The man grinned, and from around the corner stepped two women, each armed with small crossbows. Before the man could even open his mouth to give the order to fire, Haern was already flinging his cloak into the air to obfuscate his movements. Instead of dodging to either side, he rushed low and straight at them, and when he heard the surprised cries of the three, he dropped into a roll. He heard the twang of crossbow strings, and he tensed on instinct, waiting for the piercing pain of a bolt. None came. He pulled out of the roll, and then his sabers did their work. The man died, having survived for only three exchanges of their blades. One of the women dropped her crossbow to draw a dagger, the other still frantically trying to reload.

"Drop your weapons," Haern told them.

They had no chance to respond. Blades pierced both their chests, and they gasped before they fell. Thren Felhorn stood behind them, his swords and clothes caked with blood.

"Drop your weapons?" Thren asked, swinging his short swords in a futile attempt to fling the blood off them. "Did you plan on taking prisoners?"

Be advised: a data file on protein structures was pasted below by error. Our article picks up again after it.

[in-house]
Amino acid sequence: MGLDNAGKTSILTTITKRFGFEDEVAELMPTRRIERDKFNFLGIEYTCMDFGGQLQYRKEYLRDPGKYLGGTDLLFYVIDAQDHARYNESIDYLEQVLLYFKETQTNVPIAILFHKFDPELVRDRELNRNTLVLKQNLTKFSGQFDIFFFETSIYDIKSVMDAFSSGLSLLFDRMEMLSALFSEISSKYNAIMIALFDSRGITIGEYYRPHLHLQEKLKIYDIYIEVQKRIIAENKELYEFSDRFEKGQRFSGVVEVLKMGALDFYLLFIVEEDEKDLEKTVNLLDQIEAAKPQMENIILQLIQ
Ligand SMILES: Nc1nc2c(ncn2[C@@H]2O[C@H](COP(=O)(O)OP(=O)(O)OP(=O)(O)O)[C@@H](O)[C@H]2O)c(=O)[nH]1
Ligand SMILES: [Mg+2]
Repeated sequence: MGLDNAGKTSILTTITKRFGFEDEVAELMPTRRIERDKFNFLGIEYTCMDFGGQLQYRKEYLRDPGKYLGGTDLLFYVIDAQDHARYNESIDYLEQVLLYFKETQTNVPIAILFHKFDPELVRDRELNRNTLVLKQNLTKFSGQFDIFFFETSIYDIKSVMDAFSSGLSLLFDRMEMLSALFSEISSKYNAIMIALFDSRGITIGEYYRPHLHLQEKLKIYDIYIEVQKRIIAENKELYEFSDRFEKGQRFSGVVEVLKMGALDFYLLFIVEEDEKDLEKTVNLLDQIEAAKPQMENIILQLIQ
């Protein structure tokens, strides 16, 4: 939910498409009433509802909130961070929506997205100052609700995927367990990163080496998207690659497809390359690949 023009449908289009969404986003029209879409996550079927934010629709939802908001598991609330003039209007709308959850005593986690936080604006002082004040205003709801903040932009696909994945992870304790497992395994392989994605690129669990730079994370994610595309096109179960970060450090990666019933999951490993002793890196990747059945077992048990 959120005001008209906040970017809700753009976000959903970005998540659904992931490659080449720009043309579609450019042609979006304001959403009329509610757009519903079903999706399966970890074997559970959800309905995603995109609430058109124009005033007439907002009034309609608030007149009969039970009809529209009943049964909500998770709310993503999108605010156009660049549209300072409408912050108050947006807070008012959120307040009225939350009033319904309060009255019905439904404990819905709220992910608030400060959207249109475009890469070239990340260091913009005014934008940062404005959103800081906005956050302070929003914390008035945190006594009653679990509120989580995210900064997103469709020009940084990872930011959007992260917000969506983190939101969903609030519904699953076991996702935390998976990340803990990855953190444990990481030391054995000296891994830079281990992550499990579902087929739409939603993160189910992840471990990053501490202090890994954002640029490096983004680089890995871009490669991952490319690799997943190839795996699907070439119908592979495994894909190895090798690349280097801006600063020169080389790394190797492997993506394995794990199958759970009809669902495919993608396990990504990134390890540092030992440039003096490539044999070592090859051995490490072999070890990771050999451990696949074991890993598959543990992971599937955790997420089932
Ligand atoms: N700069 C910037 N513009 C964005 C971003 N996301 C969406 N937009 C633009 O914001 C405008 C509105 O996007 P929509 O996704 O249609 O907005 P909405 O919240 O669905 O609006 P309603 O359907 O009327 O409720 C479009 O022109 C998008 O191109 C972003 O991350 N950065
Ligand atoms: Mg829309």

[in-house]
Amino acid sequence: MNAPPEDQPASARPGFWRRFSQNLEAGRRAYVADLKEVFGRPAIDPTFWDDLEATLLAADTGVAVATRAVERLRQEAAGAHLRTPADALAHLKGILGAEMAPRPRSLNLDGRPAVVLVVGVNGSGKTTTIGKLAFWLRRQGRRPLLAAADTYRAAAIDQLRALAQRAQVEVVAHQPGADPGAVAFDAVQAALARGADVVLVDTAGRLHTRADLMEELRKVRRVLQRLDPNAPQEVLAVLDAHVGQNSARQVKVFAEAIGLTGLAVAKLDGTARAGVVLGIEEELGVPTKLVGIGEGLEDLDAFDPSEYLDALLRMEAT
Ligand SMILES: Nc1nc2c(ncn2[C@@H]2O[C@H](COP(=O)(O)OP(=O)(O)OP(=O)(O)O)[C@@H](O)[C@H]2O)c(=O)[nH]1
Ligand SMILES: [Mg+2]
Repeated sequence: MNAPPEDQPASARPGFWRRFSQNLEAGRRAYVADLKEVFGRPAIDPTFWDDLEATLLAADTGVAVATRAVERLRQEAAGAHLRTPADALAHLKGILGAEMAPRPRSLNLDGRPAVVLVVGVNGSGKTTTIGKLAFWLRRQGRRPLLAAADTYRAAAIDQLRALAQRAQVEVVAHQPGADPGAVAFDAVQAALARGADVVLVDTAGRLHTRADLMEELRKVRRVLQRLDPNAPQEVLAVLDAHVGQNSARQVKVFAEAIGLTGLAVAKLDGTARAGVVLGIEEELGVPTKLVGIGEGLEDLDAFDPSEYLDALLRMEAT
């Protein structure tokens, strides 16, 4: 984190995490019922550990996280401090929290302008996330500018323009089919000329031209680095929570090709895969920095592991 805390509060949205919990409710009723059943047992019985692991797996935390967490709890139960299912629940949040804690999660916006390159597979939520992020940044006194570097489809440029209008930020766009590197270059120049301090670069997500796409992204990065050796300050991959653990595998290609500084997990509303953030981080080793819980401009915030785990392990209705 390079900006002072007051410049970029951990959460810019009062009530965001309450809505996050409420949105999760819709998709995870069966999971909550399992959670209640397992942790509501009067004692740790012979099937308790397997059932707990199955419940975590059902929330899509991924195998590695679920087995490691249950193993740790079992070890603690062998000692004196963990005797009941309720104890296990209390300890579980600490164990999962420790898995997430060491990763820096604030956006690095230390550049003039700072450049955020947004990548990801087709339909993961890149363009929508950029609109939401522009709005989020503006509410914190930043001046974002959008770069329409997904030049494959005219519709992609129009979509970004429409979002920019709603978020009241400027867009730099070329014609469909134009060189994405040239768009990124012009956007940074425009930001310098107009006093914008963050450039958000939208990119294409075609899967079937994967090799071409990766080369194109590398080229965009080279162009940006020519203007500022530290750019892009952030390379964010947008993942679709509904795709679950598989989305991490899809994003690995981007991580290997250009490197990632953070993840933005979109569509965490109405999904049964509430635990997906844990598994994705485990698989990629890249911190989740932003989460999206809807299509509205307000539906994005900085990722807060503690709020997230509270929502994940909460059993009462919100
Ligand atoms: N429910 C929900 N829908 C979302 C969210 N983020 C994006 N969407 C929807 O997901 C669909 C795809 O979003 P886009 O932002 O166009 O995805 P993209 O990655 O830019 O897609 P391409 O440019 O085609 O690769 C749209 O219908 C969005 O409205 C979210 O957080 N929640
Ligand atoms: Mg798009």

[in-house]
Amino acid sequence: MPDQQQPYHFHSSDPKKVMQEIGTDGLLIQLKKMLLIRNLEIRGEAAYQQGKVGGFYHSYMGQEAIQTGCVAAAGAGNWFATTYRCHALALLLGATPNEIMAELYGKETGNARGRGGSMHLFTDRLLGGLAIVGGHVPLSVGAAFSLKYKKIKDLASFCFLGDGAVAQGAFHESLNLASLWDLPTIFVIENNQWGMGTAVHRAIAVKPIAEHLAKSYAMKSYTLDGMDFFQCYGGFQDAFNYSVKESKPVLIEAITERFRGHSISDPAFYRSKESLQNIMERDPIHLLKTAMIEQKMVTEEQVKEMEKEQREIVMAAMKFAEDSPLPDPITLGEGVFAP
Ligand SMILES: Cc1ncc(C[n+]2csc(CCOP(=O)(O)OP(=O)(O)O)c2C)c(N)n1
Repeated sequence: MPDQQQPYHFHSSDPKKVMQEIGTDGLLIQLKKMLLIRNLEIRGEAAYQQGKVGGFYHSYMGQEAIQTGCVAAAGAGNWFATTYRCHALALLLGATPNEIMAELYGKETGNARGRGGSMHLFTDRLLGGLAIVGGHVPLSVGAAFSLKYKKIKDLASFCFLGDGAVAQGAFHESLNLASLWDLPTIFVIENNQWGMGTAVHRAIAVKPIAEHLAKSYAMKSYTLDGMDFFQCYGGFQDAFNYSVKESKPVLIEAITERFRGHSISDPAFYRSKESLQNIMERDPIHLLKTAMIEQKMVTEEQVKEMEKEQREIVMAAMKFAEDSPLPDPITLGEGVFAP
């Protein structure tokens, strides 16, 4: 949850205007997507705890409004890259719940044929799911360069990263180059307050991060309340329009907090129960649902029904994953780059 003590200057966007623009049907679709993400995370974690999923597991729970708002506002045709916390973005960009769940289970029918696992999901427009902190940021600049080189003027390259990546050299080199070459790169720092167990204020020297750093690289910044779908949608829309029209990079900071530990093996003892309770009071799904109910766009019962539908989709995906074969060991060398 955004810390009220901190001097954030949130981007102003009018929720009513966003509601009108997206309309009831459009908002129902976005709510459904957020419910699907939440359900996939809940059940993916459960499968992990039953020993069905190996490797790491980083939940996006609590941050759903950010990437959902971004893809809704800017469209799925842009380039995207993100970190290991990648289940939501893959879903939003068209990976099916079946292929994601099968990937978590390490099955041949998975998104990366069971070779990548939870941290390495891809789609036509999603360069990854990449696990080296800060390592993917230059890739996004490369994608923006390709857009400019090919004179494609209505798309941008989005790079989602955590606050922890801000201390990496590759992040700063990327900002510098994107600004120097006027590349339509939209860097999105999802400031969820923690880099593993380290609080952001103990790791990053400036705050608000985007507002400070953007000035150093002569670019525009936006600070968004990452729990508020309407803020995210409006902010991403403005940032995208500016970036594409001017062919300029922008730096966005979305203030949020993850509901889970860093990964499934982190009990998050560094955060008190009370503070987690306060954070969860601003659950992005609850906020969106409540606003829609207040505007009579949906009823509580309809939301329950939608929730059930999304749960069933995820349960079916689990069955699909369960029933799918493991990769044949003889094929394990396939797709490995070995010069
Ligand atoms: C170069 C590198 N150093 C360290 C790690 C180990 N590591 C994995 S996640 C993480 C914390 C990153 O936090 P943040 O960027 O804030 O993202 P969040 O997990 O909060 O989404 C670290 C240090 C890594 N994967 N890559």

Haern looked around for any more to fight, but the three wagons had been abandoned.

"Does it matter?" he asked.

"You hesitate to kill women," Thren said, shaking his head. "The ones immersed in the lives we live are just as dangerous as any man. You'll get yourself killed someday if you let such a weakness linger."

"Perhaps." He sheathed his blades. "Did you kill the rest?"

Thren gestured north, toward the forest.

"About five or six managed to flee. I'm sure they'll come back for the wagon in a day or two, see what's left of it. We have nothing to fear from those cowards."

Haern was less ready to be so dismissive, but he did not argue the point. Instead, he stood and stared at the bodies bleeding out before him as his father walked over to the nearest covered wagon and tossed aside one of the flaps. One of the women was not yet dead, but her eyes were glassy, her breath coming in rapid, shallow gasps. Her fingers were near her face, digging into the loose earth as her hands convulsed at random intervals.

"We needed to refresh our supplies, so meeting them was fortunate," Thren said, and Haern heard rattling as he pushed aside unseen things to search through the wagon's contents.